Ellen Provost, DO, director of the Alaska Native Epidemiology Center (ANEC) in Anchorage, recently received the American Medical Association’s Dr. Nathan Davis Award for Outstanding Public Service.
The award recognizes her career-long commitment to improving public health. Dr. Provost has directed ANEC since 2005 and served its parent organization, the Alaska Native Tribal Health Consortium (ANTHC), for nearly 20 years. ANTHC is a nonprofit Tribal health organization that serves more than 170,000 patients from 229 federally recognized tribes in Alaska.
‘She has saved lives’
While serving ANTHC, Dr. Provost led a charge to increase access to cancer screening for Alaska Natives and provide them with patient navigation services.
“Dr. Provost’s positive impact on the health of the Alaska Native population is immeasurable,” said AMA Board Chair Jack Resneck, Jr., MD, in a statement. “She has saved lives, strengthened communities, and created not just the building blocks, but a strong infrastructure, that can improve health outcomes for Alaska Native people for generations to come.”
The AMA’s Dr. Nathan Davis award recognizes those in federal, state or municipal service whose contributions have promoted the art of medicine and advancements in public health. This year, eight people received the award.
Data-driven population health care
At the Alaska Native Epidemiology Center, Dr. Provost leads the initiatives around collecting health care data, identifying common health conditions and implementing health care services, among other functions.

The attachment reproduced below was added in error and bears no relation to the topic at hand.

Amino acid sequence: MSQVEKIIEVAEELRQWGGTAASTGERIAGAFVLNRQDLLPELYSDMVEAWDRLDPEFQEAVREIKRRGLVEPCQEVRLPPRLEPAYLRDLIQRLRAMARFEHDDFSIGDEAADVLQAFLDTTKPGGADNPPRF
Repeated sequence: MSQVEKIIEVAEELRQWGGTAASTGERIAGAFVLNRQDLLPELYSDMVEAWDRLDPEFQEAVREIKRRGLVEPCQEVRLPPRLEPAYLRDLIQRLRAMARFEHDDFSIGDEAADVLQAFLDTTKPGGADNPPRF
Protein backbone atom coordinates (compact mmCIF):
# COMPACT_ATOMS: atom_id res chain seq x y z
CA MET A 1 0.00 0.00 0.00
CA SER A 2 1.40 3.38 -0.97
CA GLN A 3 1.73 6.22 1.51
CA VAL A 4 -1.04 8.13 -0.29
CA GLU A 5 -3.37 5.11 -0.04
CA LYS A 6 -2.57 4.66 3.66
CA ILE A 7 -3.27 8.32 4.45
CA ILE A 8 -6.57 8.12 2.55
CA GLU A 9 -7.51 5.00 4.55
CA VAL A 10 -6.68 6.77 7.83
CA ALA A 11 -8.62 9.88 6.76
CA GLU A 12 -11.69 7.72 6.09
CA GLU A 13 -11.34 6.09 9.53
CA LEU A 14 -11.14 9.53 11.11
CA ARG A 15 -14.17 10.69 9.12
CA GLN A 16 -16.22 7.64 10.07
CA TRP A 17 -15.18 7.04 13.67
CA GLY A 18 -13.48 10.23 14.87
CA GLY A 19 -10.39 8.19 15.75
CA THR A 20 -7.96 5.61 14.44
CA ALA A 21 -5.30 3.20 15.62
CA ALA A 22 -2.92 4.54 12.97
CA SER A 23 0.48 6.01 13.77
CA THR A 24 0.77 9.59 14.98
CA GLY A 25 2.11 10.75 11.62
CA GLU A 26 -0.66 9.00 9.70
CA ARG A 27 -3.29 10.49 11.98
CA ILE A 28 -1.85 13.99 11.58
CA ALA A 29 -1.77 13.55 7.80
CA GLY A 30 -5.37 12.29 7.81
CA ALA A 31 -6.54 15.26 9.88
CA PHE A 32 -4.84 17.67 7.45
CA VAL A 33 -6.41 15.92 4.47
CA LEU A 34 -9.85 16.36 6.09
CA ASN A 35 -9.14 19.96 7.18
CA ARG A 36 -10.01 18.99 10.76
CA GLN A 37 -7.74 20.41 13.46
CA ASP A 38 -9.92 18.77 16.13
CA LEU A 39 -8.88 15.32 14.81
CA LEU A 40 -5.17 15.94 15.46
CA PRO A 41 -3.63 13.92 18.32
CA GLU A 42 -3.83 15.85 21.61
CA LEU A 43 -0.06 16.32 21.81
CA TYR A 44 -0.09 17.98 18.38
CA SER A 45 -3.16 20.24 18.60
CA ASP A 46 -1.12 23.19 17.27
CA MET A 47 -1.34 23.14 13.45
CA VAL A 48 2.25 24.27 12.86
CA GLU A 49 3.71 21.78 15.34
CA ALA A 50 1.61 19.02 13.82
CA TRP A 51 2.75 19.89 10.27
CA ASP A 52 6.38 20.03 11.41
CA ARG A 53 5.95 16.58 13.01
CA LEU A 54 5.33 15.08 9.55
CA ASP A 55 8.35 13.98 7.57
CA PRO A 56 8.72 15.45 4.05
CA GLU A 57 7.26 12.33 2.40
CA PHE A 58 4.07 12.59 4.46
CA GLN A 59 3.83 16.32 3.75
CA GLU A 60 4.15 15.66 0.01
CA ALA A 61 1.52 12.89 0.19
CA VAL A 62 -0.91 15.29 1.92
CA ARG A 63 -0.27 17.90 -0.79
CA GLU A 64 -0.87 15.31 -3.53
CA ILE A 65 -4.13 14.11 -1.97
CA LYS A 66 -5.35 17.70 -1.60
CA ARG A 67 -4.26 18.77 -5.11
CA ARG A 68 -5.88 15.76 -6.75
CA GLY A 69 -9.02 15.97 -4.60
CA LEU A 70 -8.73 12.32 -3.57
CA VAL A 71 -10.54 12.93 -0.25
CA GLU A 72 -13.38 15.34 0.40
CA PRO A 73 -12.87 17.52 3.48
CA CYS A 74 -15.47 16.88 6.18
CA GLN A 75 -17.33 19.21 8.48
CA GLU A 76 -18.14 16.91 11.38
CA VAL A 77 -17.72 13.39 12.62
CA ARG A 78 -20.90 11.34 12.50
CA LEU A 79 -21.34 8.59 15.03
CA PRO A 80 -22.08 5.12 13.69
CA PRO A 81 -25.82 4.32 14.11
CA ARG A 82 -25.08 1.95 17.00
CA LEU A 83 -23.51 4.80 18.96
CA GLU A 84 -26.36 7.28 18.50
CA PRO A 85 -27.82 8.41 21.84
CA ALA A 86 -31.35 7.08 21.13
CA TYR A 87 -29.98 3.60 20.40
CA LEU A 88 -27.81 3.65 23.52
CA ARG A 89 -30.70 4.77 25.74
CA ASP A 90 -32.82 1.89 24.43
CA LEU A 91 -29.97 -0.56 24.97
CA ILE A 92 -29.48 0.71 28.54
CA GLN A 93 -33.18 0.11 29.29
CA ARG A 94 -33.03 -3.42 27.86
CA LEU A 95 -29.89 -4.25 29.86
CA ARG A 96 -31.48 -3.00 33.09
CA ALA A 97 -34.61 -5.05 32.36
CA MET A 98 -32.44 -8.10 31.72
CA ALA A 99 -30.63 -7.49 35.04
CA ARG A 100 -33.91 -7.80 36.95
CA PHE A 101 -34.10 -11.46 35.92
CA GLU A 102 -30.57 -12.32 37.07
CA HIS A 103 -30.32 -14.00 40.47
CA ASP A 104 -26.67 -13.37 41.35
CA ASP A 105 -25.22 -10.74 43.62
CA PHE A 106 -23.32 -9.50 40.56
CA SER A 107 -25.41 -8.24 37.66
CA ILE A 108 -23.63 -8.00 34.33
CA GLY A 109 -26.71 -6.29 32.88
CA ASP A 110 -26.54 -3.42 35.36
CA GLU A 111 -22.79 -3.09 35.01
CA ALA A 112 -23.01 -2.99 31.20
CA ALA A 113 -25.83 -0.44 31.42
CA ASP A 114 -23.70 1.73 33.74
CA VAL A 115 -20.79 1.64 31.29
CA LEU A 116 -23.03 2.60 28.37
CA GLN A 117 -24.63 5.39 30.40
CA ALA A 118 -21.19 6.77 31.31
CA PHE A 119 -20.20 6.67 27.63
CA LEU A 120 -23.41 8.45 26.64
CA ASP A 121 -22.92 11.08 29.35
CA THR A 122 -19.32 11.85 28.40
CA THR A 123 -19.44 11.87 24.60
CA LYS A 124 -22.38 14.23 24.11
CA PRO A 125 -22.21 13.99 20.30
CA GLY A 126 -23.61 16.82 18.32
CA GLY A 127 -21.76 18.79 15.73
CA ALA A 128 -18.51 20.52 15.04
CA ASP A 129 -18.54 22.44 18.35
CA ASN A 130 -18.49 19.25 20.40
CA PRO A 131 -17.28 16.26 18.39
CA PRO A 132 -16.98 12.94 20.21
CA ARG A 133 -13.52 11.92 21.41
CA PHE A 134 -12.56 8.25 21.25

“I provide oversight, direction, and management of various grants, projects, and requests,” Dr. Provost told The DO in 2017. “I serve as a physician, scientist, coach and most importantly, a listener and a learner.”
Dr. Provost supervises a tumor registry which collects, analyzes and distributes Alaska Native cancer data. Under her leadership, the project identified colon cancer as the leading preventable cause of cancer in the Alaska Native population. The project earned significant funding to implement mass colorectal cancer screening clinics and patient navigation services.
The field of public health “emphasizes epidemiology, biostatistics and this idea of the community as the patient,” Dr. Provost told The DO.
“The expanse of the great state of Alaska can be a challenging health care delivery environment,” Dr. Provost said. “However, our work is greatly valued by our tribal leaders, Alaska tribal health organizations and the people they serve. I am honored to serve the Alaska Native people.”